What people say about Color and Money-

"Anyone interested in the inequities of the selective college admissions process will find Color and Money clear-eyed, hard-hitting, enlightening, and informative."--Rachel Toor, author of Admissions Confidential: An Insider's Account of the Elite College Selection Process.
"For those concerned about why the march toward social justice in America has faltered badly for nearly forty years, Peter Schmidt's Color and Money is a highly instructive--and greatly disturbing--guidepost." --Richard Kluger, author of Simple Justice: The History of Brown v. Board of Education and Black America's Struggle for Equality.
"An indispensible guide to the debate over affirmative action in the United States."--Michael Lind, author of The Next American Nation.
"This book is a must read for anyone concerned with access to higher education, especially to the nation’s elite universities, as well as with larger questions of social policy and social justice."--Terry MacTaggart, Former Chancellor, University of Maine System
"Books on the highly-charged issue of affirmative action are usually one-sided and inflammatory. Peter Schmidt's Color and Money is a wonderful exception. It provides an honest and fair examination that is also passionate and illuminating."--Richard D. Kahlenberg, Senior Fellow, The Century Foundation, and author of The Remedy: Class, Race, and Affirmative Action

Peter Schmidt is available as a speaker

Peter Schmidt is available to speak at colleges, bookstores, schools, churches, and at gatherings of education associations. His past speaking engagements are listed at the bottom of this Web site. If interested in having him appear, e-mail him at schmidt_peter@msn.com. He also is available as an expert source for journalists covering affirmative action. Those on a tight deadline should email him at peter.schmidt@chronicle.com.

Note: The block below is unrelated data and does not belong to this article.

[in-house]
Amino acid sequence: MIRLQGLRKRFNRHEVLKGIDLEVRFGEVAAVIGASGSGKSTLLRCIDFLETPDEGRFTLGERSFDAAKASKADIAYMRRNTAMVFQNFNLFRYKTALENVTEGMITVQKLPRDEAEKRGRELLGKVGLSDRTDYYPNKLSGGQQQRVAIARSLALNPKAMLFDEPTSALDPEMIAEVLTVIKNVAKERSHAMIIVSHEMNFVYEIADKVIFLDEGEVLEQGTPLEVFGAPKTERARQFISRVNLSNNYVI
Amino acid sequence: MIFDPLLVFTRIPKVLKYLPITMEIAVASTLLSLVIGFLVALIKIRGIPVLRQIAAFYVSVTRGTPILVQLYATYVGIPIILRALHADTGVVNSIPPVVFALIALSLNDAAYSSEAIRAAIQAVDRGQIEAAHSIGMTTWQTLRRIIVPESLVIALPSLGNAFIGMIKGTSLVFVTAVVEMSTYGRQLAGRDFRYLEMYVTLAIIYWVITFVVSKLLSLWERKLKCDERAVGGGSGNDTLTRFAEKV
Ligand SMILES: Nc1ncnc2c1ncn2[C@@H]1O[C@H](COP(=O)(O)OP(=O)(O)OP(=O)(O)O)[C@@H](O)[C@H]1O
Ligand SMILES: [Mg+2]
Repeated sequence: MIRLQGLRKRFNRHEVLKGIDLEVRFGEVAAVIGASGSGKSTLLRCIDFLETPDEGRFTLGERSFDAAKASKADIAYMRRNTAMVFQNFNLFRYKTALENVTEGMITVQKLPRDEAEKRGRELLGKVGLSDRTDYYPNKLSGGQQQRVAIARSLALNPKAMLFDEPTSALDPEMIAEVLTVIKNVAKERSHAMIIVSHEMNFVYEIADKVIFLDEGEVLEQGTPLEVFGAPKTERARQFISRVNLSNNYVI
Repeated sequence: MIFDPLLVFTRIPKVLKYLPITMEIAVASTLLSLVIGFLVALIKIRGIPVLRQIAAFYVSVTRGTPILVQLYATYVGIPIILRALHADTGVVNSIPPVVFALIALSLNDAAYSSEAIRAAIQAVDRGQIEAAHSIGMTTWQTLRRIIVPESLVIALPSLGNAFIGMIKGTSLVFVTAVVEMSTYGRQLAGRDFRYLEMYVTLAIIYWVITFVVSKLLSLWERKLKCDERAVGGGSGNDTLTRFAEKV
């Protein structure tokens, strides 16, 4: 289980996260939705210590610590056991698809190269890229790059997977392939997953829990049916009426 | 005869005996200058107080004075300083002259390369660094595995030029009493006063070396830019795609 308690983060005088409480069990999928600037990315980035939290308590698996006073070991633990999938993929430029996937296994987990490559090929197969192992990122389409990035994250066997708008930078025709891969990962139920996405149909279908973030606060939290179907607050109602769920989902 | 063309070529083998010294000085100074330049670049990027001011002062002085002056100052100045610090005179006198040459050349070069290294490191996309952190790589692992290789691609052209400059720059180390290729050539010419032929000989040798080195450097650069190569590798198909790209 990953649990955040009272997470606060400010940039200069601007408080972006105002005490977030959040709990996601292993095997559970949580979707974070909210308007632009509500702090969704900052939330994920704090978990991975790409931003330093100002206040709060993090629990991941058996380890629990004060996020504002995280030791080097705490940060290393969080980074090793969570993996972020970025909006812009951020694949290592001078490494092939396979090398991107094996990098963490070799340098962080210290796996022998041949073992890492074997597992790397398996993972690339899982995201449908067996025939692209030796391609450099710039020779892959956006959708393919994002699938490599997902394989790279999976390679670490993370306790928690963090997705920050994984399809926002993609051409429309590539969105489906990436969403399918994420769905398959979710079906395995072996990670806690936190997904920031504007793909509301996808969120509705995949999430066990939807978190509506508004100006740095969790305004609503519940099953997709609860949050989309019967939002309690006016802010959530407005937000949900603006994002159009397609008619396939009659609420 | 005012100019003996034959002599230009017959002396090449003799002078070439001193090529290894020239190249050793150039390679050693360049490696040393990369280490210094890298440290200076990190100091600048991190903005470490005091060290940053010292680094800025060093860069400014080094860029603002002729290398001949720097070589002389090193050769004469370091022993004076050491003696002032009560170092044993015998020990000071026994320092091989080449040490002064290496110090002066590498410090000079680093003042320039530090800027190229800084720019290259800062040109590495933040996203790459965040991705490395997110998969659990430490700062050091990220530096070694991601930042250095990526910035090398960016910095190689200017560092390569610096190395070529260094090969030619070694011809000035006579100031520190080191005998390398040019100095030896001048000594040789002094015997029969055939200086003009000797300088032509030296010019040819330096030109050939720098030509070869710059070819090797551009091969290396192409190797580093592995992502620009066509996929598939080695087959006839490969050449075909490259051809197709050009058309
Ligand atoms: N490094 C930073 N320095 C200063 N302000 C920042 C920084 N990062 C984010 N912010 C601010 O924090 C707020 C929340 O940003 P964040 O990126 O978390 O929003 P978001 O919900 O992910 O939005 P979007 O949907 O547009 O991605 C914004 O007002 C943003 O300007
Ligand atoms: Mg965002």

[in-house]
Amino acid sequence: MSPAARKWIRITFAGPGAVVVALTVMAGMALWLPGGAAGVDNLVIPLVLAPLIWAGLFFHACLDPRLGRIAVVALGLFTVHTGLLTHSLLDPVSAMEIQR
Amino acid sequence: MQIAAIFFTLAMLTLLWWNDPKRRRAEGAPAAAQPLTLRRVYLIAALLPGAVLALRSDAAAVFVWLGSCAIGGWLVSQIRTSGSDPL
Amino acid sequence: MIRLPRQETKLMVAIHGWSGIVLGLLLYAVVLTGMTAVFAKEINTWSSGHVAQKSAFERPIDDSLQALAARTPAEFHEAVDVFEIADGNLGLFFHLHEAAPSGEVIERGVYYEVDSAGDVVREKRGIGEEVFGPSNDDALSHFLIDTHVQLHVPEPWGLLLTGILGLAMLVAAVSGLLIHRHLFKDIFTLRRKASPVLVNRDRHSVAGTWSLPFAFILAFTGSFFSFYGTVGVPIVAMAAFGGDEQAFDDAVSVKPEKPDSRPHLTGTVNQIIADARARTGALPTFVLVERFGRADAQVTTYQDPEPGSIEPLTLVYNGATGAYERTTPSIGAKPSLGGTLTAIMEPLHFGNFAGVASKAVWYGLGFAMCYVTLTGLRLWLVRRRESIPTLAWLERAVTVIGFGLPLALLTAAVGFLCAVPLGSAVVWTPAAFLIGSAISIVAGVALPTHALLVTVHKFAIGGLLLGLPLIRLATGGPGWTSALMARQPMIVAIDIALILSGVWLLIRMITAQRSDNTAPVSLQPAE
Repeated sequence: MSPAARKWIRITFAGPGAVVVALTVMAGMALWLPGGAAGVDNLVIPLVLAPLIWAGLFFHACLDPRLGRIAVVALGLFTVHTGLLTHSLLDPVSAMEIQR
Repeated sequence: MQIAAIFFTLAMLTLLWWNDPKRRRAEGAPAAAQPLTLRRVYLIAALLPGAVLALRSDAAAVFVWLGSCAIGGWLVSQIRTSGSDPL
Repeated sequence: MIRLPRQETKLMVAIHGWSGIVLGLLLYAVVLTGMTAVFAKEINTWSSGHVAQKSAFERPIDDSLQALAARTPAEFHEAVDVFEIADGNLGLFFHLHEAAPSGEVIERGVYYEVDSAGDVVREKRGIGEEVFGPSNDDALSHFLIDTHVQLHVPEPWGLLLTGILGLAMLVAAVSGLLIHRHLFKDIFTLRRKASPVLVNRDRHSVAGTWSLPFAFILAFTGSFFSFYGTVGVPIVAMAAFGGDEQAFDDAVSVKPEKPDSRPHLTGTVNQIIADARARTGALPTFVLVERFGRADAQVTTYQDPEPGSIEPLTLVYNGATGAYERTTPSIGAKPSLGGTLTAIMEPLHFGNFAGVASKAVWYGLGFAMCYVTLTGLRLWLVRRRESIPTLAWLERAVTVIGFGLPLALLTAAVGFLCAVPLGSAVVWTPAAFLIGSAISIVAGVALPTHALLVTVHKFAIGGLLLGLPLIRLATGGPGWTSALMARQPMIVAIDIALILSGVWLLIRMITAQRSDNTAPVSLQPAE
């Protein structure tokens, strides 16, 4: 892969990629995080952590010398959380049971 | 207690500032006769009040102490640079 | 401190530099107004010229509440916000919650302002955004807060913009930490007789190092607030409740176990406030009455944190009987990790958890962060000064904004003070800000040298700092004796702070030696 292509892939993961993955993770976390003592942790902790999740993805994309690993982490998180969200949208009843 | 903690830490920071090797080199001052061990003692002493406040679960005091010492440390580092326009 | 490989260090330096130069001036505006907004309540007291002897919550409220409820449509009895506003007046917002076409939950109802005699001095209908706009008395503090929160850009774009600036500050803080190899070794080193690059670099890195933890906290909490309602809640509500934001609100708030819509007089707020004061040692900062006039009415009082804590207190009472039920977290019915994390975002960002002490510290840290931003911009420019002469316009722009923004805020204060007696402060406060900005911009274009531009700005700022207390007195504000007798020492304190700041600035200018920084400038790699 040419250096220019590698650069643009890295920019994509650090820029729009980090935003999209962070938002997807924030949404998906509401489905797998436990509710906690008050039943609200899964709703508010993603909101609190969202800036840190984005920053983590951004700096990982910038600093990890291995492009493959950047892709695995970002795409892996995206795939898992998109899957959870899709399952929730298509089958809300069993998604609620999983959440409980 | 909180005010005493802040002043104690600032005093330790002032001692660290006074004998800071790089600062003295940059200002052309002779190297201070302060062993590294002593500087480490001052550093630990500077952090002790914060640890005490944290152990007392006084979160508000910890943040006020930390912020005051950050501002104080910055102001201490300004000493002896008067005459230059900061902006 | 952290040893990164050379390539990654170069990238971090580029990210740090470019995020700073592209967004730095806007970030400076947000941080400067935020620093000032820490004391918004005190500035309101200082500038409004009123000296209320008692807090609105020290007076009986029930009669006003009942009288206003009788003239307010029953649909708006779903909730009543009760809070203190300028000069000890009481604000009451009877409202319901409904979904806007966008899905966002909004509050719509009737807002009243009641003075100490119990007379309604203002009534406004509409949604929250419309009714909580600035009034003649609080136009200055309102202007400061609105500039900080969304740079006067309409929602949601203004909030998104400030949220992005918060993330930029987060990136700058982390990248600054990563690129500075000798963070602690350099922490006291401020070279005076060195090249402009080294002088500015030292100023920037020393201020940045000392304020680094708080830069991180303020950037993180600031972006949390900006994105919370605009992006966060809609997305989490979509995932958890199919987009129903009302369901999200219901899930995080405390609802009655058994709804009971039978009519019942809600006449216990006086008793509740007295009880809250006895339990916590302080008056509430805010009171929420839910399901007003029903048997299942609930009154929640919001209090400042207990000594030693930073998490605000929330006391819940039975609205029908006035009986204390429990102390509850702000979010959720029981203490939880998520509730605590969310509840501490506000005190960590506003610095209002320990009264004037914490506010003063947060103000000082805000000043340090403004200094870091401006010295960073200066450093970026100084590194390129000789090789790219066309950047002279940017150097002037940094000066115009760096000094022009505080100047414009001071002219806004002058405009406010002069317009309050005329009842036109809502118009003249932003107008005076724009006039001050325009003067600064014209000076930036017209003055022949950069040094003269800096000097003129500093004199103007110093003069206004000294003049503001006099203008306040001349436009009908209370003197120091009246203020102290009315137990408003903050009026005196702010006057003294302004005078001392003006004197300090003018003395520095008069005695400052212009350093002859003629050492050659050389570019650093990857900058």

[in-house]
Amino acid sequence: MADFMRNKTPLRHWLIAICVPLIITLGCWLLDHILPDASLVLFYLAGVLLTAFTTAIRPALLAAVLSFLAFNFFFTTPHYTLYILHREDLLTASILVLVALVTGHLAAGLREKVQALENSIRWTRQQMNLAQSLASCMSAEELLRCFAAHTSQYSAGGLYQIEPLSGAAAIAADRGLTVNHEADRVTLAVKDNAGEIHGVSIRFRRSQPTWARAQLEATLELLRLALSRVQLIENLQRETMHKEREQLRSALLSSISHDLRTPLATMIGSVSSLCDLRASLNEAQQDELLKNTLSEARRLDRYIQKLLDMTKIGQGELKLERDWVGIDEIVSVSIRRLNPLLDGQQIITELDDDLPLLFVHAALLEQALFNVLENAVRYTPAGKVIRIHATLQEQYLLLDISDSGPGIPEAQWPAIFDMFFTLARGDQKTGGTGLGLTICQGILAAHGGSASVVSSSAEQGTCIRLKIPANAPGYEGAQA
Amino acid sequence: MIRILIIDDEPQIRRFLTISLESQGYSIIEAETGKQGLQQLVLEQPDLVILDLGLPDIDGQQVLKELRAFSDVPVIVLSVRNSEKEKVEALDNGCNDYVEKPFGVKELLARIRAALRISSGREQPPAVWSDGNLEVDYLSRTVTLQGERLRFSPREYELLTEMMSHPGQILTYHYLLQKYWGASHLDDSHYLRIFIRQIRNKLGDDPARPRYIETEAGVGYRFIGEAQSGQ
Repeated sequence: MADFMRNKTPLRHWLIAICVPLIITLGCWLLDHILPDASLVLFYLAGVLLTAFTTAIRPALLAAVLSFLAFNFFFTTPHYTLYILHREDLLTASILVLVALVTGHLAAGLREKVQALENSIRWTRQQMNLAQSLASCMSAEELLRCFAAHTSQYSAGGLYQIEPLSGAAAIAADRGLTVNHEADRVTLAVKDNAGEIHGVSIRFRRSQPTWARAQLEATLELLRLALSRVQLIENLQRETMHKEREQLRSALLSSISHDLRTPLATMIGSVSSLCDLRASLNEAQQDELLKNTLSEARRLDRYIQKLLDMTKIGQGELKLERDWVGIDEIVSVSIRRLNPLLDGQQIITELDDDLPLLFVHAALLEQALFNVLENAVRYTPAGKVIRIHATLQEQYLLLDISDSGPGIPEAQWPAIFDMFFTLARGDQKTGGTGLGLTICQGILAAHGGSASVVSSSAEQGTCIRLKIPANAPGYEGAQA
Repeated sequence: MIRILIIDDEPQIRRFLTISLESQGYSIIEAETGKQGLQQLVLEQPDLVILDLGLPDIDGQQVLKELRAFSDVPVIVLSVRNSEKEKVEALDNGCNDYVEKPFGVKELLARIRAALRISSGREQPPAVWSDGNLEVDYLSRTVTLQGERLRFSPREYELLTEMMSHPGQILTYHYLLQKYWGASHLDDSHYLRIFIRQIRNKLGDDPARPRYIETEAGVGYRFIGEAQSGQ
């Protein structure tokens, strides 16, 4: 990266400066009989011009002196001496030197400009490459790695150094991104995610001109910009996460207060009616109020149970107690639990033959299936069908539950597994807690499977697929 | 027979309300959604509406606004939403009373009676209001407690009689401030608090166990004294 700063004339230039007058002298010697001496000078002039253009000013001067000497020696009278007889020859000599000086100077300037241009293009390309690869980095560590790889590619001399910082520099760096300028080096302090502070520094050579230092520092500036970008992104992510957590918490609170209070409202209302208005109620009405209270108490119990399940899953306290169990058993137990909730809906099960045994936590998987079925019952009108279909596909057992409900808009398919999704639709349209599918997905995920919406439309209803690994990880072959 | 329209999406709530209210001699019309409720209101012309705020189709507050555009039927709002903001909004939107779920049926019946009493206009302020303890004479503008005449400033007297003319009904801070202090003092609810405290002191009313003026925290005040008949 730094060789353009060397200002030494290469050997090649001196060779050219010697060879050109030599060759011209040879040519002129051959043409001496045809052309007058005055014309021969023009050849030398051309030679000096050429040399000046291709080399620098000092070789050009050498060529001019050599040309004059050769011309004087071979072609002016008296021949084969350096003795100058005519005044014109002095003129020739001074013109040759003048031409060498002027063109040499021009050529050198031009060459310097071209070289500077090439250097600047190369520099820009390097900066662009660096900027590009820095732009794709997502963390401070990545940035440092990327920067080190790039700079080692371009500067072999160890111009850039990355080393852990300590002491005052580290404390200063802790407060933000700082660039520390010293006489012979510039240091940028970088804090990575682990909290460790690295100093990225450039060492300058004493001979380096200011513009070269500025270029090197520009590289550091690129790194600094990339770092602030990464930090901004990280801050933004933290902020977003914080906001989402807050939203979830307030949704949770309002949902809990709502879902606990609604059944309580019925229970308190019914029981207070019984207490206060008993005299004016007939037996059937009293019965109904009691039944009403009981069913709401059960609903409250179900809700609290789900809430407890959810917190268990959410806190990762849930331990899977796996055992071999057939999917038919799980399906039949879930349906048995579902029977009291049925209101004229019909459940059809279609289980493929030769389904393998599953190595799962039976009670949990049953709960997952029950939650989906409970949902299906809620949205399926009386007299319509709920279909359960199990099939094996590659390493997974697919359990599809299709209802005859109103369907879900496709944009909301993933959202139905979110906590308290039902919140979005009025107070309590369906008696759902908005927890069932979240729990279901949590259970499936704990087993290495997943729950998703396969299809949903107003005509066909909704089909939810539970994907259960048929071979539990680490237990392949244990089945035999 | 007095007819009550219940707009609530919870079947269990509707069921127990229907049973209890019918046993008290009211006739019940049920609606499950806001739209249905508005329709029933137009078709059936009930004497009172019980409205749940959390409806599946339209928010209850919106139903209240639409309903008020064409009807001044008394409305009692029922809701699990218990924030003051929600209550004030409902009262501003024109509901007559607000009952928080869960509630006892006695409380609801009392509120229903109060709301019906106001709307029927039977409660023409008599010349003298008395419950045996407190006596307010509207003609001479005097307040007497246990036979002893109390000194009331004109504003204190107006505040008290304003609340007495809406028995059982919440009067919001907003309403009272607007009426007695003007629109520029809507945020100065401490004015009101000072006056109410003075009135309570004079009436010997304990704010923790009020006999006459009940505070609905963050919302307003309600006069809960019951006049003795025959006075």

Hear interviews with Peter Schmidt

Jack Lessenberry of Michigan Public Radio talked to Peter Schmidt about Color and Money in August. You can hear the interview here. Reading the book inspired Jack to write an essay on it, which you can read here. You also can hear Peter Schmidt talk about his book on the NPR program Justice Talking and in a Chronicle of Higher Education podcast.

Color and Money Is a College Course!

Many college professors are now using Color and Money in their classes, but Jack Dougherty, the director of the educational studies program at Trinity College in Connecticut, has gone a big step beyond. He has decided to name a freshman seminar "Color and Money" and to structure the class around the book. He has graciously agreed to share his syllabus, available here, for faculty members at other colleges who may have the same idea.


Monday, January 14, 2008

Plans for Sweeping Study of Colleges' Admissions Preferences Are Met with Skepticism

About 30 professors and graduate students have formed a national consortium to study the short- and long-term effects of colleges' various admissions preferences on students who receive them.

The undertaking is called Project SEAPHE, with the acronym standing for Scale and Effect of Admissions Preferences in Higher Education. It will focus chiefly on affirmative-action preferences for minority students, but it also intends to examine the effects of the admissions preferences that colleges give other subsets of the applicant pool, such as athletes and the children of alumni.

The consortium's leaders say its researchers hold a wide variety of views toward affirmative action. Dozens of colleges and law schools have already provided the group with student data, generally in response to letters citing state freedom-of-information laws.

Some advocates of affirmative action have doubts about the consortium's neutrality and question whether its work will be objective. The consortium's leader, Richard H. Sander, a UCLA law professor whose work is described in Color and Money, has been widely attacked by affirmative-action proponents for his past research concluding that law schools' affirmative action policies may do minority students more harm than good by placing them in environments where they struggle academically. The consortium's efforts are being financed by the Searle Freedom Trust, a Washington-based foundation that has contributed generously to conservative groups such as the American Enterprise Institute.

An Chronicle of Higher Education article discussing Project SEAPHE in more depth is available here.